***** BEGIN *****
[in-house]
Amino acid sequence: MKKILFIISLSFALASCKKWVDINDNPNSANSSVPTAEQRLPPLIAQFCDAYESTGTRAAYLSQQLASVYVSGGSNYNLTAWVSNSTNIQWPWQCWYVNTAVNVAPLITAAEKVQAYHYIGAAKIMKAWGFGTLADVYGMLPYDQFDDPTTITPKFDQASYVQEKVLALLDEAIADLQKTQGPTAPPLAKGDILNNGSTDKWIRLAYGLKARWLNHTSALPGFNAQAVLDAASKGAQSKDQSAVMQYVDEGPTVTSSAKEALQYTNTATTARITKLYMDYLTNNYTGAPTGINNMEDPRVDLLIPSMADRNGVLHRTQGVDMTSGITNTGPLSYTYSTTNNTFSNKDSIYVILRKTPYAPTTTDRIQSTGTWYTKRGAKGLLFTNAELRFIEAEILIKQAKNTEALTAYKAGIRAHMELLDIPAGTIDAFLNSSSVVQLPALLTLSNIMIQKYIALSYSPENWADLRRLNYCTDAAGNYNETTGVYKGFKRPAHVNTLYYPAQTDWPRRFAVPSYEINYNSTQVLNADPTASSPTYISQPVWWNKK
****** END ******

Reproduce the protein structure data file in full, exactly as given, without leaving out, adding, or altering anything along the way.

[in-house]
Amino acid sequence: MKKILFIISLSFALASCKKWVDINDNPNSANSSVPTAEQRLPPLIAQFCDAYESTGTRAAYLSQQLASVYVSGGSNYNLTAWVSNSTNIQWPWQCWYVNTAVNVAPLITAAEKVQAYHYIGAAKIMKAWGFGTLADVYGMLPYDQFDDPTTITPKFDQASYVQEKVLALLDEAIADLQKTQGPTAPPLAKGDILNNGSTDKWIRLAYGLKARWLNHTSALPGFNAQAVLDAASKGAQSKDQSAVMQYVDEGPTVTSSAKEALQYTNTATTARITKLYMDYLTNNYTGAPTGINNMEDPRVDLLIPSMADRNGVLHRTQGVDMTSGITNTGPLSYTYSTTNNTFSNKDSIYVILRKTPYAPTTTDRIQSTGTWYTKRGAKGLLFTNAELRFIEAEILIKQAKNTEALTAYKAGIRAHMELLDIPAGTIDAFLNSSSVVQLPALLTLSNIMIQKYIALSYSPENWADLRRLNYCTDAAGNYNETTGVYKGFKRPAHVNTLYYPAQTDWPRRFAVPSYEINYNSTQVLNADPTASSPTYISQPVWWNKK